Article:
The shipwrecked Golden Ray’s presence on the St. Simons Sound shrunk by about 104 feet and 3,100 metric tons Saturday morning, its recently separated bow hoisted from the water by the towering VB 10,000 crane vessel at around dawn.
The gargantuan chunk of the previously 656-foot-long shipwreck hung suspended in the arch of the crane vessel for several hours Saturday, prompting a steady stream of curious onlookers who braved constant rains from gray skies just to get a look at the three-ring spectacle from the St. Simons Island Pier. As the barge Julie B began patiently sliding between the VB 10,000’s twin hulls, a huge splash burst out of the water around 10:30 a.m.
It was only an SUV plunging from the exposed crosscut of the ship’s decks, just one of some 4,200 vehicles that were on board the Golden Ray when it capsized on its port side while heading out to sea on Sept. 8, 2019.
“I can tell you, it was probably a car,” Chris Graff, of Unified Command’s Gallagher Marine Systems, shared with spectators on the pier.
But that is why the 1-mile perimeter mesh-net barrier was constructed around the shipwreck months in advance of this nuts-and-bolts phase of the salvage operation.
“That’s what the EPB is for,” said Coast Guard Lt. Command Dan Donovan, another Unified Command member who provided knowledgeable commentary to onlookers at the pier. “The EPB’s doing its job.”
Salvors awaited early Saturday afternoon’s slack low tide, the optimum time for dropping the gargantuan chunk of steel from the nation’s largest crane vessel onto the largest barge in the United States. After the VB 10,000 gently placed the hulking ship’s chunk into a cradled space specially designed for it, salvage crews went aboard and welded further steel frame support to the ship beginning late Saturday afternoon.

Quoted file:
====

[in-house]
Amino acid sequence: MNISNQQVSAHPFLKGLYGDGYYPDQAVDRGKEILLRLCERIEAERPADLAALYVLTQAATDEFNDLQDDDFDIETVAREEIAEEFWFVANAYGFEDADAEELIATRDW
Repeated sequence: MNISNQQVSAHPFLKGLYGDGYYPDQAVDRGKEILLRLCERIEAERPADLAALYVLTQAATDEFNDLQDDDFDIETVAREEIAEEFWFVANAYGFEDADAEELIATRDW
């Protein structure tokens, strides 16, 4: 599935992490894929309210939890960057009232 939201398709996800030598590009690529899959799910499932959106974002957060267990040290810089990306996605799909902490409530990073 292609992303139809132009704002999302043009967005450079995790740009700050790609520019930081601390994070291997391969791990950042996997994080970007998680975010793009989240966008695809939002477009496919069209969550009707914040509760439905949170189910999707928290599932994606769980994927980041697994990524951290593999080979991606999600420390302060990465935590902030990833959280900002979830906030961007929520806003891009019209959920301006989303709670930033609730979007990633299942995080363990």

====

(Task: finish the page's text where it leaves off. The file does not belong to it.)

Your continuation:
Around 8 a.m. Sunday, the Julie B backed out of the environmental protection barrier’s east gate with its colossal cargo. The barge then made a head-turning journey up the Brunswick River. The barge arrived at its temporary berth at the salvager’s dry docks site on the East River at the Port of Brunswick, backed by Bay Street in the city, around 11:15 a.m.
Documentarian Josh Gilligan followed the barge’s journey Sunday morning with his camera, marveling at the site of the bow section squeaking beneath the bridge and rising above structures on Brunswick’s horizon along the East River.
“It was cool to see it coming in, towering over buildings,” said Gilligan, part of crew making a documentary about the Golden Ray shipwreck saga. “The size and scope of it is just unreal.”
So, three weeks after it began on Nov. 6, this crucial first cut into the Golden Ray was officially completed at 2:01 a.m. Saturday. That is when a massive anchor chain completed its path through the ship from the bottom up, powered by shearing tension and the VB 10,000’s muscular system of winches and pulleys — all combining in what is surely the world’s largest chain saw.
The bow section was estimated at 104 feet long, 136 feet across and 113 feet high, said Coast Guardsman Michael Himes, spokesman for Unified Command. The section weighed about 3,100 metric tons, cargo included. Pickup trucks, SUVs and other vehicles were precariously visible in the 13-deck crosscut of the bow section as it hung in the air, suspended from the arch of the VB 10,000 by cables and sturdy Dyneema rope that connected to the section’s two massive lifting lugs.
Including accumulated sediment and water trapped inside, contractors T&T Salvage estimated the total lift at a mindbogglingly hefty 6,000 metric tons, Himes said. The VB 10,000’s lifting capacity is 7,500 tons.
The plan is to cut the shipwreck into eight sections, hauling each away by barge.
Longtime St. Simons Islander Tom Lines was stirred to come down to the pier about 6 a.m. by the distant sounds emitting from the machinations of that lifting. He lives two miles away on Wood Avenue near Coast Guard Beach.
“I’ve seen a lot going on on St. Simons over the years,” Lines said around 8 a.m., when only a handful had yet ventured onto the pier. “But nothing like this. This just needs to be over with. Let’s get back to St. Simons the beautiful.”